The search of an identity leads people to do different things in trying to find out what makes them who they are in life. Often, people have to go through different experiences, some of which are not pleasant, but all of which provide important life lessons. As a person opens up to the world around him, he transforms from being a person without much knowledge in life, and who trusts others without question, to being a person who takes the time to reflect about his actions. With the new knowledge and experiences he has acquired, the person no longer trusts people and does what they request or demand of him without question. People with no clear identity and no knowledge of who they are give others the chance to form their identity. This often creates a misunderstanding between the person and the other people, and it leads to more confusion. The invisible man tells the story of a man who has gained different titles in his life, has been given different names by people, and has been confused for different characters, but who end up remaining nameless and in continual search for who he is as he moves from one level of awareness to the other.
Invisible Man by Ralph Ellison is a story of a man who thinks that he is invisible to the rest of the society. It is more a story of someone in search of an identity, yet who does not know what to do until he finds that identity. As a young man, the narrator thinks that he can find his identity by conforming to the ways of the society. He tries pleasing those he considers superior, only for them to mock him later. This happens when he writes and reads a speech praising the white man. The white man in turn forces him to do humiliating things, and he is not interested in what the narrator has to say about him because he already knows it. He tries fighting against injustice, but he realizes that he is fighting a war that he cannot win on his own. During different times in his life, the narrator encounters many people but they do not bother to know his name. They give him the identity they think suits him. Some refer to him as a reverend while others call him a gambler. He is sometimes mistaken for a fink and a unionist. Some think that he is a pimp while others think that he is a lover or a rapist. With such confusing titles, he remains unidentified, even to himself.
In the poem Mr. Cogito and the Imagination by Zbigniew Herbert, the speaker in the poem lives unconventionally, more like the narrator in the invisible man. He does not find any relevance to the concert music, which is false to his ears. He does not see any meaning in learning about mythologies. Education has no real significance in his life. He prefers to live his own life under his own terms. His house does not have to look like other people’s houses, and he can live without the simple pleasures. He likes it when things remain the same, and when they remain as they are. When the narrator decides to live in the manhole, he does so because living the conventional life no longer pleases or benefits him. He has tried living life according to other people’s standards but this has only led him to trouble and it has caused him much suffering. In the manhole, the education that he had acquired as a model student ceases to make any sense to him. The grounds in the college were beautiful, but they did not benefit him. The narrator does not trust people, which is in contrast to his character as a younger person. He has experienced much in his life, and he can no longer excuse the actions of the white man. This is contrary to what he had done previously, when he excused the white people for making him fight when naked in front of them.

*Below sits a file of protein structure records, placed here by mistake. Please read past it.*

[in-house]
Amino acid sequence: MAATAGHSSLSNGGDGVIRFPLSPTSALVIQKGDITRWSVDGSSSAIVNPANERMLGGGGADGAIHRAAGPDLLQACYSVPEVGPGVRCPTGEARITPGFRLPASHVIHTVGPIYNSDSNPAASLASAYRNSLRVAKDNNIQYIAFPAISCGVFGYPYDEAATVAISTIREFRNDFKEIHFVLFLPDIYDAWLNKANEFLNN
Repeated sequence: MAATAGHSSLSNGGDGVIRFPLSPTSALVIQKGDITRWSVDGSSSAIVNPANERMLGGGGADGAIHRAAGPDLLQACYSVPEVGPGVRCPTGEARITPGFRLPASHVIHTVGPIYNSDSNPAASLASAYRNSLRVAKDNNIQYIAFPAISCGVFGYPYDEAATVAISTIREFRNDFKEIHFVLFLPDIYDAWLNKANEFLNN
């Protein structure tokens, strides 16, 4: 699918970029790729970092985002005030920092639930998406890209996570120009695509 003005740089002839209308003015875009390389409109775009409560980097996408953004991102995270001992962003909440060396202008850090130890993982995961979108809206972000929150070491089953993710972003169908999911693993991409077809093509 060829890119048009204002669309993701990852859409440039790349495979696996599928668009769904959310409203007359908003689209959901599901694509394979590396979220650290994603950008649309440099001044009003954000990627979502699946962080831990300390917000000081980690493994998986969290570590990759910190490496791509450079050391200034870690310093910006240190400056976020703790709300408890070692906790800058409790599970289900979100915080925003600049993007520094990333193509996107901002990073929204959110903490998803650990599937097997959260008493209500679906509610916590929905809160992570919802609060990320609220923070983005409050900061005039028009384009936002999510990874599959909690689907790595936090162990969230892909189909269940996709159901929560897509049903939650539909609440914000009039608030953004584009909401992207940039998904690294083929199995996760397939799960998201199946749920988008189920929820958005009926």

The poem Mr. Cogito’s Heraldic Meditations, tells of the changes that can happen in the course of time. It describes something, which was once powerful and towered above all. It could be someone who was once a powerful and majestic as an eagle, and who had much influence. However, as time passed, this changed and the person is now faceless. He or she is blind and empty. The person who was once an eagle becomes a snail, and he carries his home wherever he goes. He is not detached to the things of the world, and he finds a place to stay wherever he goes. This is much like the narrator, who once lived in the south. There was much discrimination and racism there, and the black people had to endure a lot of humiliation and shame. When the narrator moved to the north, he found some changes in the way blacks were treated. Though they had some level of freedom, and they could interact more freely with the white people, they continued to face different forms of discrimination.
The narrator found a home in the north because he met other black people. He thought that he had found a home when the brotherhood embraced him. However, he was wrong. His race determined his home, and he continued facing discrimination wherever he went. The narrator lives an uncertain future. The narrator transformed from being a person of influence while in the south. He had read a speech that had made others recognize him, and he even had a scholarship to college. However, his move north made him realize that he was no one, and he could not get a lot of influence. His situation had changed when he was in the brotherhood, but this changed once the brotherhood denied him and refused to work with him.